The complaint alleges that Celsius, the company in question, lacked a system to track its liabilities and assets until mid-2021. Additionally, Celsius did not hold $750 million in insurance policy deposits. The complaint further states that Celsius only had a small capital reserve, which allowed them to permit their customers to withdraw a fraction of their cryptocurrency within one week. The FTC claims that Celsius routinely made unsecured loans totaling $1.2 billion as of April 2022.
The company provided the highest returns only to those consumers who invested in a handful of lesser-known cryptocurrencies and enrolled in its loyalty program. However, Celsius, the company, also failed to deliver the promised returns on their cryptocurrency, as stated by the FTC and top executives.
The FTC reported that Celsius falsely promised consumers that it had more assets than it actually did, freezing consumer withdrawals just a few days before declaring bankruptcy. In an online video in May, Mashinsky falsely claimed that Celsius had “billions of dollars in liquidity” and was stronger than ever. The company also froze customer accounts just days before soliciting new customers, concealing this information from the public and even top executives. Additionally, the company’s fiscal health declined, further compromising the safety of customer deposits.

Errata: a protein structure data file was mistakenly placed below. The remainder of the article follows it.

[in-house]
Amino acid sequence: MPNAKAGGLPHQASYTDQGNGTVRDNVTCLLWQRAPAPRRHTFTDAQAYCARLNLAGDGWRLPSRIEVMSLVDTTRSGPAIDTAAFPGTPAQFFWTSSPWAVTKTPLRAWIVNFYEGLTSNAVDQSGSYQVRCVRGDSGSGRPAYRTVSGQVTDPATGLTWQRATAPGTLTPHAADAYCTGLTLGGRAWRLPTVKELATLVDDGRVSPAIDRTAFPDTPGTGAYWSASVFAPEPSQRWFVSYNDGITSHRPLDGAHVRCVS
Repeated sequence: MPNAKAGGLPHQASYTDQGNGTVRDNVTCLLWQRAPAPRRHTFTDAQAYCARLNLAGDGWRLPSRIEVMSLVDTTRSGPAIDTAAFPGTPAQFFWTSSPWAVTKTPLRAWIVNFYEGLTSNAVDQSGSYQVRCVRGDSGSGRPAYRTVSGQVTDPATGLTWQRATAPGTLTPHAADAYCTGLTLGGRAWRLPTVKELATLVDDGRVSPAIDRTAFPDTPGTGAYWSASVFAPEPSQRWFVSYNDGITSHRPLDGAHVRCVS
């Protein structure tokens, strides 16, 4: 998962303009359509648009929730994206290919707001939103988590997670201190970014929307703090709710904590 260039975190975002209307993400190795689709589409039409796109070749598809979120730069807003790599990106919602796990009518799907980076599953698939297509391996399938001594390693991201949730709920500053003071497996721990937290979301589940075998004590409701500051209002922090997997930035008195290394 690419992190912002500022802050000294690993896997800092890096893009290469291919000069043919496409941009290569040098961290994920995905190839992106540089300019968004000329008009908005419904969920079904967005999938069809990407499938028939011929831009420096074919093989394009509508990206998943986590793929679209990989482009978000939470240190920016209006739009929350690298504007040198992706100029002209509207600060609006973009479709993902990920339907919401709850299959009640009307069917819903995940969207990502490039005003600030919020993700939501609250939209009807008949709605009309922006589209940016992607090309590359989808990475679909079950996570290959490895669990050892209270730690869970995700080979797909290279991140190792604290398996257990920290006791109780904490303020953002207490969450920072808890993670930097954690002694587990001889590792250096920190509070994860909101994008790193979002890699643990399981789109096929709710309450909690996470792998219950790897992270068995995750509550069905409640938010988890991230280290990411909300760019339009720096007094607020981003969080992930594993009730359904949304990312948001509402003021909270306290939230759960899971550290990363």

Prior to the company’s bankruptcy filing, Leon, Goldstein, and Mashinsky safeguarded themselves by withdrawing substantial amounts of digital currency from Celsius two months prior, all the while deceiving their customers to prevent them from withdrawing their cryptocurrency deposits. Consequently, consumers lost access to their life savings, college funds, and retirement savings.
The proposed settlement prohibits companies from misrepresenting any product or service and from making fraudulent, fictitious, or false representations to any customer of a financial institution in order to obtain or attempt to obtain their financial information. It also prohibits them from disclosing consumers’ nonpublic personal information without their express consent.
The complaint was filed in the Southern District of New York for the U.S. District Court. The affiliated companies and Celsius filed a complaint, and the staff authorized by the Commission voted 3-0 to approve a stipulated order against the enterprise of Leon Mashinsky and Goldstein, Celsius.
The judge in the District Court grants and signs agreed upon orders, which carry the weight of legislation. The Commission determines that a case is in the best interest of the public when it has “grounds to suspect” that the specified defendant is infringing or is on the verge of infringing the law, thereby enabling the submission of a complaint.
The lead staff attorneys on this matter are Katherine Aizpuru, Katherine Worthman, and Stephanie Liebner from the FTC’s Bureau of Consumer Protection.